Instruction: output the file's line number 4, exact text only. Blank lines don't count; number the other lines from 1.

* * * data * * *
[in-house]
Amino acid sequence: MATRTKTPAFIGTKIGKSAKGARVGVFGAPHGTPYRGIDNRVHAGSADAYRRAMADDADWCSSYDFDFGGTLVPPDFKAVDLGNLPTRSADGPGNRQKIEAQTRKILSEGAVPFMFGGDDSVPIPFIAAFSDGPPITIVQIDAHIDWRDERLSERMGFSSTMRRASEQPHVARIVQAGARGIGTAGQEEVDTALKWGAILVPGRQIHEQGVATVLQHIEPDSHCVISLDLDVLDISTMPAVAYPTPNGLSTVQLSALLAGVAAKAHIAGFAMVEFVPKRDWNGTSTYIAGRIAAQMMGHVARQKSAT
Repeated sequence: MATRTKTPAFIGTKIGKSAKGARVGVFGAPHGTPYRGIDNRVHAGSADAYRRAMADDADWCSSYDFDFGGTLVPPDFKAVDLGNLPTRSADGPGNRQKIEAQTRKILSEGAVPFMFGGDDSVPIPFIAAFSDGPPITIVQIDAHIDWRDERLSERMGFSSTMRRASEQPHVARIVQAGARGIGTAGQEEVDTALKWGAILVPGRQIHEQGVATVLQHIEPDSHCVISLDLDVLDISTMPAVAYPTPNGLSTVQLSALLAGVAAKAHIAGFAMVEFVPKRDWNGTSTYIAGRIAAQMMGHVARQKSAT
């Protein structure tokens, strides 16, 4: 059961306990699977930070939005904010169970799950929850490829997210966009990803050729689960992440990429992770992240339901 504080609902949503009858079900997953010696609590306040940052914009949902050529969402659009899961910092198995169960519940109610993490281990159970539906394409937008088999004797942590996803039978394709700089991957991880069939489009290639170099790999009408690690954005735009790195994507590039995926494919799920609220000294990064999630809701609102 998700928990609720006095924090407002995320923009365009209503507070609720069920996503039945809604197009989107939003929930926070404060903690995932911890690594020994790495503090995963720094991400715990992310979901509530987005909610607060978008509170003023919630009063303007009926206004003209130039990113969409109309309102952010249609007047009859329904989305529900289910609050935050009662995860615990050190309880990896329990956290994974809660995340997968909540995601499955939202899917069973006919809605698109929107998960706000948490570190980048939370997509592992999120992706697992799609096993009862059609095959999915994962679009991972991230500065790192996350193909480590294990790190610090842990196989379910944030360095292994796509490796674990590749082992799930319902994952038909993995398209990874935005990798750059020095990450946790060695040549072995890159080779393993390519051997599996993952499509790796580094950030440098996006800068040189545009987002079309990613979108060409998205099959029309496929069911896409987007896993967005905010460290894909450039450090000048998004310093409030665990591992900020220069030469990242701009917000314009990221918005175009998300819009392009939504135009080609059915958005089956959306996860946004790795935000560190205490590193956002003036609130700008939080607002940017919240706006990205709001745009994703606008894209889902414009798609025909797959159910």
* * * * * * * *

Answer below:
């Protein structure tokens, strides 16, 4: 059961306990699977930070939005904010169970799950929850490829997210966009990803050729689960992440990429992770992240339901 504080609902949503009858079900997953010696609590306040940052914009949902050529969402659009899961910092198995169960519940109610993490281990159970539906394409937008088999004797942590996803039978394709700089991957991880069939489009290639170099790999009408690690954005735009790195994507590039995926494919799920609220000294990064999630809701609102 998700928990609720006095924090407002995320923009365009209503507070609720069920996503039945809604197009989107939003929930926070404060903690995932911890690594020994790495503090995963720094991400715990992310979901509530987005909610607060978008509170003023919630009063303007009926206004003209130039990113969409109309309102952010249609007047009859329904989305529900289910609050935050009662995860615990050190309880990896329990956290994974809660995340997968909540995601499955939202899917069973006919809605698109929107998960706000948490570190980048939370997509592992999120992706697992799609096993009862059609095959999915994962679009991972991230500065790192996350193909480590294990790190610090842990196989379910944030360095292994796509490796674990590749082992799930319902994952038909993995398209990874935005990798750059020095990450946790060695040549072995890159080779393993390519051997599996993952499509790796580094950030440098996006800068040189545009987002079309990613979108060409998205099959029309496929069911896409987007896993967005905010460290894909450039450090000048998004310093409030665990591992900020220069030469990242701009917000314009990221918005175009998300819009392009939504135009080609059915958005089956959306996860946004790795935000560190205490590193956002003036609130700008939080607002940017919240706006990205709001745009994703606008894209889902414009798609025909797959159910």